What part of reality is received, i.e. what is “out there”, and what part is constructed, is the big epistemological question. Whatever our assumptions, the fact is that the way we (assume to) know the world is the way we accept it to be.
|4. CONCEPTUAL DIFFERENCES, CULTURAL RELATIVISM AND CULTURAL DISPARITIES
What I would like to do now is examine some of the translation problems that arise between different language-cultures. Consider Van Niekerk’s (1993:32) view on the translation of conceptual frameworks.
Isn’t the ease with which different cultures and languages seem to be conceivable and expressible in the other’s conceptual framework remarkable? And does not that reveal something of a type of conceptual commonality or constant that is ab initio denied by social relativists?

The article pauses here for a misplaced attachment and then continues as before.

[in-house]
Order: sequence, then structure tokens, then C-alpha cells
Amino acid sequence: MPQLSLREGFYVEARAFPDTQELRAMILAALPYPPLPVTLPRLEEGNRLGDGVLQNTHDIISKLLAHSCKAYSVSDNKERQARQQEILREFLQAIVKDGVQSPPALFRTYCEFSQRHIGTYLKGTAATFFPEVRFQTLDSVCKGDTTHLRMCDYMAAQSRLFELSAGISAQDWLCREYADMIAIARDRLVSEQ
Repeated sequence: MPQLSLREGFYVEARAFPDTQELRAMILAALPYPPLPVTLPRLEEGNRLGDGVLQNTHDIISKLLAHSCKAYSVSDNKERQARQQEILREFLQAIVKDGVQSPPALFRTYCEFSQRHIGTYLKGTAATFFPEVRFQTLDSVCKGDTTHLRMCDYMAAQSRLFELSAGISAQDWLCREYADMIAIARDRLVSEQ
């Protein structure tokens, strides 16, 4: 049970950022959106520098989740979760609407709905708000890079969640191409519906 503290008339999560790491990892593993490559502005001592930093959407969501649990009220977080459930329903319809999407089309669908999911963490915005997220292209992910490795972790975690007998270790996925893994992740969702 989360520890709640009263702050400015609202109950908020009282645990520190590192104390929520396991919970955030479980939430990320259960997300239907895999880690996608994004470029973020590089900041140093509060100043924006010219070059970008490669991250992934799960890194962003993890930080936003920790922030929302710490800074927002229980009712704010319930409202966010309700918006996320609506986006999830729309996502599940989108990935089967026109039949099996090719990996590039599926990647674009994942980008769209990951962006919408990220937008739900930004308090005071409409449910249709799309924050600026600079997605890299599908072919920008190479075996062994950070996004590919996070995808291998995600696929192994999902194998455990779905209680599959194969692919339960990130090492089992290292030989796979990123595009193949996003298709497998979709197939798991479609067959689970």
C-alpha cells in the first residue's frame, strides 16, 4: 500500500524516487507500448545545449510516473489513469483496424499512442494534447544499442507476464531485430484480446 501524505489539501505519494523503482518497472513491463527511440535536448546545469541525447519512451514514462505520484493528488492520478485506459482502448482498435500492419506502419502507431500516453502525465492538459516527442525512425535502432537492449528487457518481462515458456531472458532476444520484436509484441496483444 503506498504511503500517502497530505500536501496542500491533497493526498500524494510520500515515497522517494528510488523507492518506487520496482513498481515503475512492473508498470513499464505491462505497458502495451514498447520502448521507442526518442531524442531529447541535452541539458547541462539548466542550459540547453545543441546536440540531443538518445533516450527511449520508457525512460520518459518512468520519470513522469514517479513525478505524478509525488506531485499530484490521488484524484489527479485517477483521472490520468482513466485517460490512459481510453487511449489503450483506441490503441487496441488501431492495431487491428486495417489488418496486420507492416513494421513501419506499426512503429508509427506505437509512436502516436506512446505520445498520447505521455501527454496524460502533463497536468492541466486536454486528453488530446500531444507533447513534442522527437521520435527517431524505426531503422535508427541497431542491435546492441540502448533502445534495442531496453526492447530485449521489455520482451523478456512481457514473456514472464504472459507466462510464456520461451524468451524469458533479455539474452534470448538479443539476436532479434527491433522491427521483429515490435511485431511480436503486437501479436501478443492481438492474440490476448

There are many who would disagree with Van Niekerk’s view that “conceptual frameworks” are easily translatable. One of these is John Sallis (1992:30) who maintains that it “goes without saying, translation is anything but a smooth and efficient circulation between signifiers and signifieds”. According to Verster (1986:15) “some, if not most executive processes may be culturally relative and hence not represented in all populations”. Millar (198H: 157) goes further than Verster by claiming that courses in skills development (e.g. the development of executive processes) pursue the “impossible” because processes such as classifying and hypothesising cannot be taught, but can only develop (i.e. they are part of inborn intelligence). The upshot: 1. Van Niekerk maintains that cultures can adapt with ease to one another’s conceptual frameworks; 2. Verster maintains that many cultures find it difficult to enter into one another’s conceptual space; and 3. Millar’s view is that concepts can only be developed, not acquired (the emphasis in Miller is on the cultural individual).